By Jim Martin Review Source
Ring pretty much invented smart doorbells so it’s no wonder they’re a popular choice. The range is – if anything – almost too large, with seven models to choose between including this latest one, the Ring Video Doorbell Wired. What’s interesting about it, and no doubt why you’re reading this right now, is the price. At just £49 / $59 it’s by far the cheapest yet, and almost half the price of the next cheapest, the older second-gen Video Doorbell. And yet, there are very few drawbacks: you get a lot of the features of the Pro in a more compact unit that’s easier to install on narrower doorframes. If this will be your first smart doorbell, you’ll appreciate the well designed Ring app and the fact that you’ll always know if someone is at your front door even if you’re not at home. Because it’s not battery powered, you will need a way of supplying that power. But even if your existing doorbell doesn’t run on mains power, you can buy an inexpensive mains adapter and plug it into a socket somewhere near your front door. Also make sure you had a good Wi-Fi signal at your front door, otherwise no smart doorbell will work.
Features & Design
Smaller form factor
No accessories supplied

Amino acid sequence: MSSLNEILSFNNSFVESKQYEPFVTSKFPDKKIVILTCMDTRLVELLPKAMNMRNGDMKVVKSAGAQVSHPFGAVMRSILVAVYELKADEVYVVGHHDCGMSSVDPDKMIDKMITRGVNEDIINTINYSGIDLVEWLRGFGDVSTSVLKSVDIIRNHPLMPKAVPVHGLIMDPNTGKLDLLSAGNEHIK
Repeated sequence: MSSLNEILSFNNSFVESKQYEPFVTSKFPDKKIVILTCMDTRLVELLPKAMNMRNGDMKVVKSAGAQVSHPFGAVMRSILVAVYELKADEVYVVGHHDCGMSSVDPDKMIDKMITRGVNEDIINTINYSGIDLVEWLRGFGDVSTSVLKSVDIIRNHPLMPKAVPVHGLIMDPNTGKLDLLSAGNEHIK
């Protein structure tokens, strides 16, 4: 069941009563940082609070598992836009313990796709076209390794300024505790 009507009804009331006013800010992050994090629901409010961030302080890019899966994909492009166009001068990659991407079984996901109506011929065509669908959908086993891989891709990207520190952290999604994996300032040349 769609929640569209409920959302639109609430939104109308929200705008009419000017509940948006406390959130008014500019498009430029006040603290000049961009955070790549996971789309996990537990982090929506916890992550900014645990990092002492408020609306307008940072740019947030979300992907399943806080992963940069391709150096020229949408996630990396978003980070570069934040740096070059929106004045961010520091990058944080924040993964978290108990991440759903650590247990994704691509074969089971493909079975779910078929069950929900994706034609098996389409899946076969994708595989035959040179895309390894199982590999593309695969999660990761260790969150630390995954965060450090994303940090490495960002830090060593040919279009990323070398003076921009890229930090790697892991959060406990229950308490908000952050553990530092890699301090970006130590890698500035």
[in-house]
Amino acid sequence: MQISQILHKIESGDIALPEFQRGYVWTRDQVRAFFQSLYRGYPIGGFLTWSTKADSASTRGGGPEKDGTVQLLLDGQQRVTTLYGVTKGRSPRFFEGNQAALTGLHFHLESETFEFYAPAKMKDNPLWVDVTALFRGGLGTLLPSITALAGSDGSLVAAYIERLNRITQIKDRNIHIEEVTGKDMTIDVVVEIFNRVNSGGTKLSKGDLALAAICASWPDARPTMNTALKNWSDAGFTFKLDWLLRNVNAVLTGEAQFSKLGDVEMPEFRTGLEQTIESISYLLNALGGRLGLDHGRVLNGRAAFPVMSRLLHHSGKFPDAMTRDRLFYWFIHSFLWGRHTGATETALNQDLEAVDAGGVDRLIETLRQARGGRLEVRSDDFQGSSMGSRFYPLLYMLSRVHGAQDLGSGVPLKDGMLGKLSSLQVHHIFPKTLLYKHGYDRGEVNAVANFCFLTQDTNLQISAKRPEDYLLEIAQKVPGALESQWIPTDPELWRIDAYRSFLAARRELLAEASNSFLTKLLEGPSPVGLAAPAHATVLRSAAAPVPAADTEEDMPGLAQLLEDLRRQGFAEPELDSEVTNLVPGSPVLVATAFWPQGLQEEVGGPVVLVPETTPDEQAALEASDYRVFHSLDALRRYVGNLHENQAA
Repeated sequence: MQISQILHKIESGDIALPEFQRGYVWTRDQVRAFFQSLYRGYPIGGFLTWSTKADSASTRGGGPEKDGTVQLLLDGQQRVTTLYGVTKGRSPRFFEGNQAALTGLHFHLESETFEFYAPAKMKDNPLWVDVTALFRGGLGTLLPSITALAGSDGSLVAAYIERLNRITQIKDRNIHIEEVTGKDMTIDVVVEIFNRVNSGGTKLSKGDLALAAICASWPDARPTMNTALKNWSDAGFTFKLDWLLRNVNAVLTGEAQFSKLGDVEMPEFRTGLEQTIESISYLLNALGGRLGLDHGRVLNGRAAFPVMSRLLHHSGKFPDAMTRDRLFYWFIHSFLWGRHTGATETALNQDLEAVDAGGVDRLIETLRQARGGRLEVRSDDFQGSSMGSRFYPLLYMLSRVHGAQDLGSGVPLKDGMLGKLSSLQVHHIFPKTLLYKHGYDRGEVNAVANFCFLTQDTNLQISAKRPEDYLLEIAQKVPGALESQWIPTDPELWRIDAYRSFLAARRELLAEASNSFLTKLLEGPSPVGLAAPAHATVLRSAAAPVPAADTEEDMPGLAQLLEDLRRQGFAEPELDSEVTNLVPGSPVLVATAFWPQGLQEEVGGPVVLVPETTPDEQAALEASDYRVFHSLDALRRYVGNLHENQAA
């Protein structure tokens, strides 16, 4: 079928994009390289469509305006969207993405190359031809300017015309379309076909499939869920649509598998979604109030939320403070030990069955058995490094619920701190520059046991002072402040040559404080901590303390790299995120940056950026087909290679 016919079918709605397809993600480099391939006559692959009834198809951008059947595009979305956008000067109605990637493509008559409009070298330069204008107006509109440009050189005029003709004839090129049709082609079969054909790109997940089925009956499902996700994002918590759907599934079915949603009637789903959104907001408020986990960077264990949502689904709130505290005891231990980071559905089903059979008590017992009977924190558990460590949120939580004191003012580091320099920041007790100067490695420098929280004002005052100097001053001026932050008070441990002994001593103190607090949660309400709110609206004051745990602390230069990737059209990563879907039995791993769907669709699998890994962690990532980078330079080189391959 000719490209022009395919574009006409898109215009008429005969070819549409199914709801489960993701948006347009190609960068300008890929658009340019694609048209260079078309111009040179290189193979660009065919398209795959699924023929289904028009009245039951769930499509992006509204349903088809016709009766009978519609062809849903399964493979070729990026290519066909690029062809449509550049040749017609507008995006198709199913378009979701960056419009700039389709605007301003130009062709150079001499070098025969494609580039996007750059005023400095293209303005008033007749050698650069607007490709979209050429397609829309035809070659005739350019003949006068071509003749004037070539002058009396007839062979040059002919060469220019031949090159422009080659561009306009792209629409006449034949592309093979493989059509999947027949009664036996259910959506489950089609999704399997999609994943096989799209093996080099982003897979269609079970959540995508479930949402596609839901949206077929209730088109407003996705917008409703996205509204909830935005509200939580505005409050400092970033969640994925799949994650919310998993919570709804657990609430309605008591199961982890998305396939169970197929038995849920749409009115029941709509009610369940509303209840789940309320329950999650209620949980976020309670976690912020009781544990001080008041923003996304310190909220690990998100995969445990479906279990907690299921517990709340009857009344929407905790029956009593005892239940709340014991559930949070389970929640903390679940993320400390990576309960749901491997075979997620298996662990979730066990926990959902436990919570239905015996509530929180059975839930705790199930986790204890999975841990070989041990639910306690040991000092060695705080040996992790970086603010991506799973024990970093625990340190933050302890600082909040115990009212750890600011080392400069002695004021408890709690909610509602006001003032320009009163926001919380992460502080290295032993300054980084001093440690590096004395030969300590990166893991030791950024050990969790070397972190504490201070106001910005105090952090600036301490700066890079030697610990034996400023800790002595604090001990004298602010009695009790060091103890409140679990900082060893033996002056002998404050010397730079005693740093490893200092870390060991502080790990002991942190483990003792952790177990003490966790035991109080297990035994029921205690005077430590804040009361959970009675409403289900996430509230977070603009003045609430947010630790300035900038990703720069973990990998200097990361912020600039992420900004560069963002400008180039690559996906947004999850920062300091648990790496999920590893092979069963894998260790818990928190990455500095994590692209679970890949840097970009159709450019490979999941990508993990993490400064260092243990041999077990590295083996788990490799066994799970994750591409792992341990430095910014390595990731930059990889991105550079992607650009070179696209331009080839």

At 101 x 46 x 22mm (3.9 x 1.8 x 0.8in) the Wired is considerably smaller than the Pro. It looks more like a traditional doorbell, and the convex button means it’s obvious where to press – something the designers of certain other smart doorbells appear to have forgotten about. When pressed, the speaker plays the familiar Ring chime and the LED ring lights up so the caller knows it’s working. The camera – which has a 155° field of view – is above the button and there’s also a microphone so you can hear what’s happening, and talk to the caller from the app or an Amazon Echo device.
There’s also a wedge kit and a corner kit which allows you to tilt the unit down (or up) by 10 or 20°, and left or right by 25°. Including only one bezel in the box helps to keep the cost down, as does not including a wedge to angle the device, but you’ll be able to buy one separately if you need it.
Requires power supply
Simple to install if you already have power at your doorbell